Sleep Deprivation May Result In People Eating More Calories

Posted: Nov 2 2016, 7:54am CDT | by , in News | Latest Science News

 

Sleep Deprivation may Result in People Eating More Calories
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  • Skimping on Sleep may lead to Overeating
 

The latest research shows that skimping on sleep may lead to overeating.

Losing out on a good night’s sleep may lead to consuming extra calories the next day. This has been consistently shown to be true in a study. Sleep-deprived people consumed an extra 385 calories per day.

This is equal to four and a half slices of bread. In other words, the body knows best. You cannot trick it into allowing you to have your way.

Studies that had 172 subjects divided the sample of people into two groups. One of them were partially deprived of satisfying sleep. The other one got a solid dose of shut-eye.   

Their nutrient intake was monitored over the next 24 hours. The total energy intake exceeded the average rate by 385 calories. Also the nature of the macronutrients changed when these people stopped sleeping well. They took in more fat and less proteins.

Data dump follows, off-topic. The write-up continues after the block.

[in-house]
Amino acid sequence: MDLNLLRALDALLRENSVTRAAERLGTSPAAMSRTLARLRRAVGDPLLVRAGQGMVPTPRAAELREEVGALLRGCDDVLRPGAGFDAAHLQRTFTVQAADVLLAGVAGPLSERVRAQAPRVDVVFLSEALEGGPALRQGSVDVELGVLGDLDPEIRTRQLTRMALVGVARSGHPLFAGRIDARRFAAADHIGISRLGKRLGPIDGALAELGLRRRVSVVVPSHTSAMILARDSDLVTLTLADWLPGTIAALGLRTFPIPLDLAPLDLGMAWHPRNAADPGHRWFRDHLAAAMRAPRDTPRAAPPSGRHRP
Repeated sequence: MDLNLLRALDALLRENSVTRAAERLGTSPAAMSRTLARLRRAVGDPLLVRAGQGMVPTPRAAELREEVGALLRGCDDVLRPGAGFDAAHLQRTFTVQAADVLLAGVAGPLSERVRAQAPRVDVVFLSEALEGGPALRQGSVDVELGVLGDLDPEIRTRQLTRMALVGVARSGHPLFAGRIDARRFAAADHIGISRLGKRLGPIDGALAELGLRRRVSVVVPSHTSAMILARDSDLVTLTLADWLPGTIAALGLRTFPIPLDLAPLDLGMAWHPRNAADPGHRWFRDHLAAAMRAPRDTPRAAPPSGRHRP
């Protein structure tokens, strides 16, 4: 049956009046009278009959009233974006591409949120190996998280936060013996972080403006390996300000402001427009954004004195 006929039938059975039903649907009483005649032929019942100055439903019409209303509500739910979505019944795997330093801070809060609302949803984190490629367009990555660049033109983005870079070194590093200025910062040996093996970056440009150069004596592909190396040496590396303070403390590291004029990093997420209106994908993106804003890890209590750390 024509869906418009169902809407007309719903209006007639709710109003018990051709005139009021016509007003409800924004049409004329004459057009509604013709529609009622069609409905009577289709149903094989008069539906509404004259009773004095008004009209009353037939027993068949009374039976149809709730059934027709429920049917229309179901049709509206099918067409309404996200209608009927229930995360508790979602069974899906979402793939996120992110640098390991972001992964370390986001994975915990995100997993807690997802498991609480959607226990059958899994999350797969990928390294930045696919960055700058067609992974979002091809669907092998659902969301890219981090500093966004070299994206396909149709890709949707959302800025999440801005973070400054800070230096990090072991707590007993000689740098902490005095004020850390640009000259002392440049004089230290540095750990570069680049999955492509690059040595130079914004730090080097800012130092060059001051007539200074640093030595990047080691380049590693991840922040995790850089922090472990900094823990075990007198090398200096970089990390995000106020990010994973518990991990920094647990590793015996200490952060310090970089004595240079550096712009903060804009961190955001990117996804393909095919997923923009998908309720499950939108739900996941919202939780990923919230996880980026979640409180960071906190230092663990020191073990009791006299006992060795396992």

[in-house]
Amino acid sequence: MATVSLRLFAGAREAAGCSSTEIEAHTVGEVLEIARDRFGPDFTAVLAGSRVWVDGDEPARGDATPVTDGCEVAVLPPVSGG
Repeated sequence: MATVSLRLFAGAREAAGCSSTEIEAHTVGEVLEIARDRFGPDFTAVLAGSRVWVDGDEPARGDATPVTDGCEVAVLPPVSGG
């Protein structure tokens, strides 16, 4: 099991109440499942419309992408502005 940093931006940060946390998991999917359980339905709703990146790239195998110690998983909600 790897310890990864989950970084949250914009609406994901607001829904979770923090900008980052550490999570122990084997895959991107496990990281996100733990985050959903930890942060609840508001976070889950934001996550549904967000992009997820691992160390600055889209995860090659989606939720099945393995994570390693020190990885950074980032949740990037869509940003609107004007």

However, carbohydrates remained pretty much the same. Since obesity depends upon an imbalance in calories, such sleep deprivation may lead to a slow yet steady increase in calories over time so that the person undergoing the sleep loss becomes overweight over the passage of time. 

Thus the old saying that “early to bed and early to rise, makes a man healthy, wealthy and wise” has some truth to it. Today in our modern times, sleep deprivation is very common.

This is due to the fact that we have choice and can flip on the light switch and engage in all sorts of activities till midnight and into the morning hours.

Yet this is a factor that can be modified since here too we have choice. By getting up with the dawn and going to sleep with dusk, we will reap the benefits of restful and optimal sleep. 

When people are like walking zombies due to sleep deprivation, they often show signs of being extra sensitive to food cues in the environment. This is because the reward centers in their brains are fully turned on and so these people go crazy at the sight of food.

A disturbance in the body’s internal circadian rhythms not to mention changes in the hormones leptin and ghrelin may also spell certain obesity in the future of these sleep-deprived people. Therefore, now we know that besides diet and exercise, sleep time is just as important a factor in the weight loss journey.

This study is published today in the European Journal of Clinical Nutrition.

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<a href="/latest_stories/all/all/20" rel="author">Sumayah Aamir</a>
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